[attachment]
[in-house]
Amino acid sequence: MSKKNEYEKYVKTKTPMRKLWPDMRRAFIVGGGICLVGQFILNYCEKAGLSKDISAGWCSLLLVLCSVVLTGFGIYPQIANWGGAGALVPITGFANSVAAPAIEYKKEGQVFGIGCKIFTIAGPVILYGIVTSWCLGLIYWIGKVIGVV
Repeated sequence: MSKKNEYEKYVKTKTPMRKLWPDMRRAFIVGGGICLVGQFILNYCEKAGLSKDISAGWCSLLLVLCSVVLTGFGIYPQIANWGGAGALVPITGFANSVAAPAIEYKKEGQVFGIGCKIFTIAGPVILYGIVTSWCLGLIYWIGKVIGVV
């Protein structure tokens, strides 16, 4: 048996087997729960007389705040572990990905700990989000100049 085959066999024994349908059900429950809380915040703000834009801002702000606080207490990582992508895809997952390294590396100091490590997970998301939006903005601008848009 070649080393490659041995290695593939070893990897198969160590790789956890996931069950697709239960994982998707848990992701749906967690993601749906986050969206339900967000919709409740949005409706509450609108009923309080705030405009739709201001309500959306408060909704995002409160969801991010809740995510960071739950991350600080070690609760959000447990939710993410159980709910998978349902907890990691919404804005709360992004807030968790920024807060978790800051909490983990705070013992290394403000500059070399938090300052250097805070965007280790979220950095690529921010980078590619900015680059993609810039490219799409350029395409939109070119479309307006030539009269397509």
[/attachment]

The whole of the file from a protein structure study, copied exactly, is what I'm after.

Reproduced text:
[in-house]
Amino acid sequence: MSKKNEYEKYVKTKTPMRKLWPDMRRAFIVGGGICLVGQFILNYCEKAGLSKDISAGWCSLLLVLCSVVLTGFGIYPQIANWGGAGALVPITGFANSVAAPAIEYKKEGQVFGIGCKIFTIAGPVILYGIVTSWCLGLIYWIGKVIGVV
Repeated sequence: MSKKNEYEKYVKTKTPMRKLWPDMRRAFIVGGGICLVGQFILNYCEKAGLSKDISAGWCSLLLVLCSVVLTGFGIYPQIANWGGAGALVPITGFANSVAAPAIEYKKEGQVFGIGCKIFTIAGPVILYGIVTSWCLGLIYWIGKVIGVV
């Protein structure tokens, strides 16, 4: 048996087997729960007389705040572990990905700990989000100049 085959066999024994349908059900429950809380915040703000834009801002702000606080207490990582992508895809997952390294590396100091490590997970998301939006903005601008848009 070649080393490659041995290695593939070893990897198969160590790789956890996931069950697709239960994982998707848990992701749906967690993601749906986050969206339900967000919709409740949005409706509450609108009923309080705030405009739709201001309500959306408060909704995002409160969801991010809740995510960071739950991350600080070690609760959000447990939710993410159980709910998978349902907890990691919404804005709360992004807030968790920024807060978790800051909490983990705070013992290394403000500059070399938090300052250097805070965007280790979220950095690529921010980078590619900015680059993609810039490219799409350029395409939109070119479309307006030539009269397509």